Events

The Importance of Domestic Paradigms in Determining Global Refugee Policy Outcomes

Irwin Hall Auditorium, Beirut campus

The Department of Education at the Lebanese American University is organizing a lecture on the Importance of Domestic Paradigms in Determining Global Refugee Outcomes, by Jo Kelcey and Samira Chatila. 

Abstract: The presentation examines the policy to integrate Syrian refugees into the Lebanese public-school system. Since 2012, UNHCR has promoted integration as a way to expand access to quality education opportunities for refugees. However, only 30 percent of school age Syrian children are actually enrolled in Lebanese public schools. Using rich qualitative data collected through interviews, policy analysis and school observations, we explore the reasons for this failure. Drawing on literature that examines the politics of global policy borrowing and transfer, we argue that policy actors appropriated the concept of integration in contingent and strategic ways which invariably reflect and reinforce the existing stratifications in Lebanese society. This had the paradoxical effect of fragmenting the Lebanese education system, in the process creating barriers to access for Syrian students. We argue that a more productive starting point for achieving the integration of refugee students is to address the existing education inequities within the Lebanese education system. Our findings underscore the importance of accounting for the internal contradictions of host states when designing global policies for refugees.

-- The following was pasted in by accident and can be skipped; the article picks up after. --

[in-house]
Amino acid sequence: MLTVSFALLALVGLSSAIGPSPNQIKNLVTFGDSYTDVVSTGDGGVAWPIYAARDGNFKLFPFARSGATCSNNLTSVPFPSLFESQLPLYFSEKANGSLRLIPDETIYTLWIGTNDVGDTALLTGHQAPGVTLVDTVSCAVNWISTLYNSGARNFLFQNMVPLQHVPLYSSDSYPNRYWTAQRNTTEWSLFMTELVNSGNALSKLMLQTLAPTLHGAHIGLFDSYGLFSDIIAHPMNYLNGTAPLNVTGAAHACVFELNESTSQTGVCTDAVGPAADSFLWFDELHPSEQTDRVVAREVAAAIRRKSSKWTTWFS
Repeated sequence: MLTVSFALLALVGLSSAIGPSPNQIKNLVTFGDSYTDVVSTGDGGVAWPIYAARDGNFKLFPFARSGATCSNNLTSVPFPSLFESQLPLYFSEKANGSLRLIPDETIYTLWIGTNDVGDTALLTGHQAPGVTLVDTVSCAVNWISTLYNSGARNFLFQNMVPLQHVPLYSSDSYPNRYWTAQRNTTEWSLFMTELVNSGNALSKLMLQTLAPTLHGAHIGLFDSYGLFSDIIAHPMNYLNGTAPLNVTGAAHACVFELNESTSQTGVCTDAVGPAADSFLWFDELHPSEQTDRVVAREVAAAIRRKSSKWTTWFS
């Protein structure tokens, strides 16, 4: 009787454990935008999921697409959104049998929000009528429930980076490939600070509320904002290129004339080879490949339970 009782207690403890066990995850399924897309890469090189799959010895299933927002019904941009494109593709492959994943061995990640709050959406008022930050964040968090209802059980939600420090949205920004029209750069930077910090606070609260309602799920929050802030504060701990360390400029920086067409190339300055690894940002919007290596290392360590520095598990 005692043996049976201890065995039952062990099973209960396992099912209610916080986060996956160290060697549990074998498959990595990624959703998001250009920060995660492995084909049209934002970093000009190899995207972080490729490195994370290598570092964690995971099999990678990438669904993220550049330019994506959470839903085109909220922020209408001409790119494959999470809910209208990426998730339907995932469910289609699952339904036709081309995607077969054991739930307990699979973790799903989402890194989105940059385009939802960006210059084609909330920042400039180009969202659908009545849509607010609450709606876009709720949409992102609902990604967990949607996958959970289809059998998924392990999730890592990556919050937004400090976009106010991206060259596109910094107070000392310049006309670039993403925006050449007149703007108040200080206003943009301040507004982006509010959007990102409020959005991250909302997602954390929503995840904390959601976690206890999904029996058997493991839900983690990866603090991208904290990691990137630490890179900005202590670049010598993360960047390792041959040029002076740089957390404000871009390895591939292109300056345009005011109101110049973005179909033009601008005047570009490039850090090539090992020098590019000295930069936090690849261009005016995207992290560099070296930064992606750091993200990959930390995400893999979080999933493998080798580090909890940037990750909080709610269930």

Biography

Jo Kelcey is a senior researcher and program manager at the Centre for Lebanese Studies. She holds an MA in Violence, Conflict and Development from SOAS, University of London, a BA in Economics and French from the University of Sheffield, UK, and is finalizing her PhD in International Education at New York University. Her dissertation examines the history of the UNRWA education program and considers the relevance of the Palestinian case for other refugee education initiatives. She has 14 years of experience supporting education related research, programming and advocacy for various aid agencies and academic institutions. Much of her work has focused on the provision of education in contexts of conflict and forced displacement.

Samira Chatila is a junior researcher at the Centre for Lebanese Studies. She holds an MA in Education from the Lebanese American University and a BS in Medical Laboratory Sciences from the American University of Beirut. Her thesis examined the relationship between the colonial history of Lebanon, today‚Äôs educational policies and practices, and school outcomes of children from disadvantaged socioeconomic backgrounds. Her work has focused on disability and educational provisions for refugees in host countries.